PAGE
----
Erin Gleason is a full-time neutral, specializing in the resolution of commercial and insurance disputes. Ms. Gleason has experience serving as tribunal chair, sole arbitrator, and arbitrator in emergency proceedings.
Ms. Gleason brings a pragmatic approach to arbitration, with an acute awareness that arbitration is the parties’ process, governed by the rules they have selected - but knowing that is her role, as arbitrator, to ensure that process is fair and efficient.
Experience as Arbitrator: Commercial coverage. Professional malpractice. Property. Health and hospitals. Indemnification. Consumers.
Prior Experience: Arbitration Project Management
First and third party disputes. Commercial general liability. Bermuda forms. Construction. Construction defect. Workers' compensation. Subrogation. Cyber liability. Risk management. Policy language.
Experience as Arbitrator: Dissolution. Breach of contract. Breach of fiduciary duty. Fraud.
Prior Experience: Transactional advice and review. Governance. Mergers & Acquisitions. Divestitures. Cyber liability.
Experience as Arbitrator: Commercial contract disputes relating to financial transactions, commercial property, employment, and insurance.
Prior Experience: Transactional and advisory. Mergers & acquisitions. Insurance policy language. International commercial transactions.
Experience as Arbitrator: Asset management issues. Shareholder rights. Breach of trust. Breach of fiduciary duty. Fraud.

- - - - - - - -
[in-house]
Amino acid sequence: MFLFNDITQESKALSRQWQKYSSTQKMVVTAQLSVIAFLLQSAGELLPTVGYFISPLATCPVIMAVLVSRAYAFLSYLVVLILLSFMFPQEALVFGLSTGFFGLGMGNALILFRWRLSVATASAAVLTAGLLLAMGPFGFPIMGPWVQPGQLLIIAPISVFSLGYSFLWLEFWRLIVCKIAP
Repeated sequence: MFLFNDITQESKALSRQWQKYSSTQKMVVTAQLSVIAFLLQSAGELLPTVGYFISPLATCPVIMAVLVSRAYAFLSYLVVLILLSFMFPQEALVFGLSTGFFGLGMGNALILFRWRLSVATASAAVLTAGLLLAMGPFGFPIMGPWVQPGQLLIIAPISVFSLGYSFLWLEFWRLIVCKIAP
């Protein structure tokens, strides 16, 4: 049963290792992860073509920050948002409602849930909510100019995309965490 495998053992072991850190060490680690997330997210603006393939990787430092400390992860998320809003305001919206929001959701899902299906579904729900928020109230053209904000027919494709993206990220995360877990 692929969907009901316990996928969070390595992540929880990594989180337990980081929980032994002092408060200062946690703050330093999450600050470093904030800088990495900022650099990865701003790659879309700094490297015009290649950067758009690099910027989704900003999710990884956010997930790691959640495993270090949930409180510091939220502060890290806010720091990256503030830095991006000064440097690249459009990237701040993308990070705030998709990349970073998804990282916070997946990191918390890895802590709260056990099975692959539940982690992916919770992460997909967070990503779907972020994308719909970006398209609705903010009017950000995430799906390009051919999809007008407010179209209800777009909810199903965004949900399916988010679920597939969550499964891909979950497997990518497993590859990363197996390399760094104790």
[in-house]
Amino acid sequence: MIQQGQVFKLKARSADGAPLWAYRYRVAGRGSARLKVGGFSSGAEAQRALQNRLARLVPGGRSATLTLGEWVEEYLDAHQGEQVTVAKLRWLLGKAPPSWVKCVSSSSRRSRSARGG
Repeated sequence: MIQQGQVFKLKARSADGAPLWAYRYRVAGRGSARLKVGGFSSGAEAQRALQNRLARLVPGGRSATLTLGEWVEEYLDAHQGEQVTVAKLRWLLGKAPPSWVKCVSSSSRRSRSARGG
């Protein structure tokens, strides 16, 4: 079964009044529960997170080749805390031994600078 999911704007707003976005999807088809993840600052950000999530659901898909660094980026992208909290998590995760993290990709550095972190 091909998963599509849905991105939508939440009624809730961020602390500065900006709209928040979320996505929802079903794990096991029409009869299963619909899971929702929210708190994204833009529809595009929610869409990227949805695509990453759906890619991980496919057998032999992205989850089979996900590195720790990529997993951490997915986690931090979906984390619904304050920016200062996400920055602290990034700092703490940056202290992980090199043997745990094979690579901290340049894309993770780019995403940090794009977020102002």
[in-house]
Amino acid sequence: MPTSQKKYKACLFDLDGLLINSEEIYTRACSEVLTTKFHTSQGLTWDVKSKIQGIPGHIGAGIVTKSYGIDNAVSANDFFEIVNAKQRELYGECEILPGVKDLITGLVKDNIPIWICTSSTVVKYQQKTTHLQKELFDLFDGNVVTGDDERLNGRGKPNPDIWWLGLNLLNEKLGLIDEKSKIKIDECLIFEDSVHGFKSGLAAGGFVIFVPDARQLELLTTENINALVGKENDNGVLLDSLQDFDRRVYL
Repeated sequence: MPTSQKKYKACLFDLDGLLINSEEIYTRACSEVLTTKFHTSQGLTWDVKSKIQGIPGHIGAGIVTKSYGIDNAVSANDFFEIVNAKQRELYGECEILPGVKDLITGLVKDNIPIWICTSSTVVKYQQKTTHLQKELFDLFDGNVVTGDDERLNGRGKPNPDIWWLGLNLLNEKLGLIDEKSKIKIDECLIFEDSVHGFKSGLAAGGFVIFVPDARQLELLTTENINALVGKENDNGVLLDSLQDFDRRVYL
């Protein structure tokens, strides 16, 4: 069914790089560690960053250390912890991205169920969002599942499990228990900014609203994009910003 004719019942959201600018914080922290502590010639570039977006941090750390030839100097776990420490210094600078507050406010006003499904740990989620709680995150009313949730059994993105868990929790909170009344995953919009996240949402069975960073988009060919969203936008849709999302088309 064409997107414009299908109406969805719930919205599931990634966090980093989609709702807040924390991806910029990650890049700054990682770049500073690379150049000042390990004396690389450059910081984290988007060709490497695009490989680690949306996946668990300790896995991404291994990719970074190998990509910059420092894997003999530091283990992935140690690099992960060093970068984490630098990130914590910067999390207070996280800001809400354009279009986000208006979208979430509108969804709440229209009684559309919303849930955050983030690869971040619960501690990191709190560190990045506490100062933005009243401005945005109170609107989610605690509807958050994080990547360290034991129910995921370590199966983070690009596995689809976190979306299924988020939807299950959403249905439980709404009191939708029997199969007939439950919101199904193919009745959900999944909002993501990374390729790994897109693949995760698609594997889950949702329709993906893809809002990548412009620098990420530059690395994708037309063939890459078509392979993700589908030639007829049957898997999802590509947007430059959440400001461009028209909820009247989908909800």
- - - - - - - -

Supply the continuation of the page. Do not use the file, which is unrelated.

Prior Experience: Collateralized debt obligations. Mortgage backed securities. Corporate governance. Class actions.
Experience as Arbitrator: Breach of contract. Shareholder meetings. Commercial property dispute.
In order to achieve the careful balance between fairness and efficiency in arbitration, Ms. Gleason employs project management techniques in her work as arbitrator.
In 2013, she received formal project management training and became a Certified Project Manager. Today, as an arbitrator, the system that she created to monitor arbitration efficiency encourages open communication, risk analysis to prevent wasted time and expense, and an understanding of the success factors for each case (e.g., award issued within 60 days of process initiation, adherence to information exchange guidelines, bifurcation to encourage expediency, etc.).
Much of this work is conducted independently by Ms. Gleason, as arbitrator, or within the tribunal. Parties see a heightened awareness and value placed on efficient and cost-effective arbitration. While perhaps different from other arbitrators' orientations, the use of project management within arbitration does not impose any additional costs or burdens for parties. It is a way of organizing the process to make sure it does not go off track.
Here are some examples of Ms. Gleason's utilization of project management techniques in the context of arbitration:
Additional resources on arbitration project management include:
Lean Arbitration: Planning for Efficiency and Preventing Arbitral Waste, Corporate Disputes Magazine (Jan. 2019)
Arbitration Project Management (Sept. 2018)